Thus, measurements of time dilatation phenomena in accordance with Special Relativity Theory, does not necessarily imply the independence of the speed of light with the movement of the source.
In the case of a source with variable speed, the main difference in Doppler (to first order) between Vibrating Rays Theory and Special Relativity Theory, is that Special Relativity Theory relates to the speed of the source at the time of emission, while Vibrating Rays Theory relates to the speed of the source at the time of reception.
If Vibrating Rays Theory is valid, it automatically invalidates all calculations and data analysis of spacecraft tracking which are based on Special Relativity Theory. So, it is not easy to make a direct comparison between the expected results from Special Relativity Theory and Vibrating Rays Theory.
Calling [t.sub.2] the emission time of the downlink signal from the spacecraft toward Earth and [t.sub.3] the reception time at Earth, the first order difference of the Doppler shift between Vibrating Rays Theory and Special Relativity Theory is (see  Part 4)
That is, the velocity used in the Special Relativity Theory formula is that at the time of emission while according to Vibrating Rays Theory is that corresponding at the time of reception.
This is a first order effect that can partially hide the difference between Special Relativity Theory and Vibrating Rays Theory.
The residual (that is, simulated Doppler using Vibrating Rays Theory but interpreted under Special Relativity Theory) during 12 years time span is plotted in figure 2.
Thus, the simulated residual is obtained by subtracting the theoretical Special Relativity Theory Doppler, from the Vibrating Rays Theory calculation.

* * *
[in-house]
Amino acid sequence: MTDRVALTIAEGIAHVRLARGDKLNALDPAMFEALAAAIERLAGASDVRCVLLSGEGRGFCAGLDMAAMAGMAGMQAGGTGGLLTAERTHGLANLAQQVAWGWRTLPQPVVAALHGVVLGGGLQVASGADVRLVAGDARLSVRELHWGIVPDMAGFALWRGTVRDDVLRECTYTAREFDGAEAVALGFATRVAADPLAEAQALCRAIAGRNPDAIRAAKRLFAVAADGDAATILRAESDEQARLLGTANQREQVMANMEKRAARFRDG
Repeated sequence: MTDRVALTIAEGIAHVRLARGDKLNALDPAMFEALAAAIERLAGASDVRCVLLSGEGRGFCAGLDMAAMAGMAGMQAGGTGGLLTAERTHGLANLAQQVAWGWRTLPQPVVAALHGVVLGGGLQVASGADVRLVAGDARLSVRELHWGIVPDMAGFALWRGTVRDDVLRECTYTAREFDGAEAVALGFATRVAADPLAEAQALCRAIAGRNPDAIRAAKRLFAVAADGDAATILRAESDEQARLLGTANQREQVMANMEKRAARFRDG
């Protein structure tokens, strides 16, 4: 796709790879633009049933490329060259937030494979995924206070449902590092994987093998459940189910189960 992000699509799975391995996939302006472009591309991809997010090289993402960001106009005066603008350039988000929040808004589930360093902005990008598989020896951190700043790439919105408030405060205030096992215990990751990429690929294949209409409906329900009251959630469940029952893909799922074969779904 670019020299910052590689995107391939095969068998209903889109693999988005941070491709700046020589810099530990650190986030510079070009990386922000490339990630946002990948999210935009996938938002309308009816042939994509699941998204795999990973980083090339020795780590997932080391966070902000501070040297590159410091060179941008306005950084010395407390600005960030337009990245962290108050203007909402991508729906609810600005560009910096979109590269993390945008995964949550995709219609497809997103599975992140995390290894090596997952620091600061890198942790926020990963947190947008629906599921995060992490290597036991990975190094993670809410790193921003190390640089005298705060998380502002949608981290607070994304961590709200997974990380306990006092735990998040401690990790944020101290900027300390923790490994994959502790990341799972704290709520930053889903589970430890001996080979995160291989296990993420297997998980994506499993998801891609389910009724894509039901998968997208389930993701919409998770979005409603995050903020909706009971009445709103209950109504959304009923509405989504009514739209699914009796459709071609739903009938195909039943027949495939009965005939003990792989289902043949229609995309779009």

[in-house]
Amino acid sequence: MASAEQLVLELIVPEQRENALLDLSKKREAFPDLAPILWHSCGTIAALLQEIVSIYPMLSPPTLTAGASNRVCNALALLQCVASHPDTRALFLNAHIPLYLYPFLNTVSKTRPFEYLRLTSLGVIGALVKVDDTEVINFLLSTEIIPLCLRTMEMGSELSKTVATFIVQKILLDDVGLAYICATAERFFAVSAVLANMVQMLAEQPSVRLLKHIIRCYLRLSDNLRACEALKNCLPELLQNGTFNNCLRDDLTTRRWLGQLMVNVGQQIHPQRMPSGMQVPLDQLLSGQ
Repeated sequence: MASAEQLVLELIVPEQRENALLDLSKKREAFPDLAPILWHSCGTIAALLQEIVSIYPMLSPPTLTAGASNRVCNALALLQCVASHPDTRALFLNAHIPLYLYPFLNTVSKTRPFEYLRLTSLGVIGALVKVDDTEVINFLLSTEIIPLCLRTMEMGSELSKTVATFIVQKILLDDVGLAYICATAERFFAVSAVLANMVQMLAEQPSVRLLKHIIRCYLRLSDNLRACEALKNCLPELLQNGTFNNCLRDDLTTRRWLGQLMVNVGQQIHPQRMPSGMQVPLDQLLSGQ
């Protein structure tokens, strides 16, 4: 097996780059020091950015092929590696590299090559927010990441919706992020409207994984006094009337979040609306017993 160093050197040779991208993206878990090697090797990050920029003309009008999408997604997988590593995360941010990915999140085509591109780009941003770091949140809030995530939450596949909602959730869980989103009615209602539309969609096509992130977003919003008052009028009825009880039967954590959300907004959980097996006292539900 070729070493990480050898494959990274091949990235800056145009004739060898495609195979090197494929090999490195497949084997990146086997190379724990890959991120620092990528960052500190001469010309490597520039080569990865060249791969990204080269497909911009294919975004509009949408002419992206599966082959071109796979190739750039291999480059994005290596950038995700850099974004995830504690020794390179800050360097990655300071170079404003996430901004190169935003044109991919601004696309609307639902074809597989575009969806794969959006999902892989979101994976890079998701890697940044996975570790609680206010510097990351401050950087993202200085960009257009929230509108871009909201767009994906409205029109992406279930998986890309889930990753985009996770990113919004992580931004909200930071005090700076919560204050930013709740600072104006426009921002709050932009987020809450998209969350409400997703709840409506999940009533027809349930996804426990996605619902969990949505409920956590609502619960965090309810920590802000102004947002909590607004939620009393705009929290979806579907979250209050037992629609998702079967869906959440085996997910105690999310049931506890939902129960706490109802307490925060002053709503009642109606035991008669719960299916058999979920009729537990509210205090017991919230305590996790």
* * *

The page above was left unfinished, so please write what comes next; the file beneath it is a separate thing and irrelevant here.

This is so because the velocity of the antennas is not uniform and the evaluation of the emission time is different for Vibrating Rays Theory and Special Relativity Theory. Then, a small first order term remains.
Given Einstein's inflexible 1905 stance on the constitution of radiation, and the antithetical issues later raised by quantum entanglement, it seems reasonable to ask whether a local and separable characterization of radiation, as necessarily also employed by Einstein in the contemporaneous construction of the special relativity theory, would still be thought an appropriate predisposing model for its theoretical development.
Given that Huygens' principle in its modern form, presents as a highly potent and successful representation of electromagnetic propagation, yet equally presents as both nonlocal and non-separable, such a depiction may then be thought to recommend itself as the model of choice for a possible reformulation of the special relativity theory in a post-EPR context.
More recently, specialist laboratories pursue greatly improved precision for kinematical tests of special relativity theory in terms of local Lorentz invariance, as prescribed by the Robertson-Mansouri-Sexl (RMS) test theory (71) that utilizes, as both necessary and sufficient, the modern analogues of three earlier experimental procedures.
remain unchanged under Lorentz transformations which, in special relativity theory, algebraically express the spacetime relationships obtaining between physical quantities in relatively moving frames of reference.
Special relativity theory, as currently held, is more correctly the Minkowski-Einstein theory.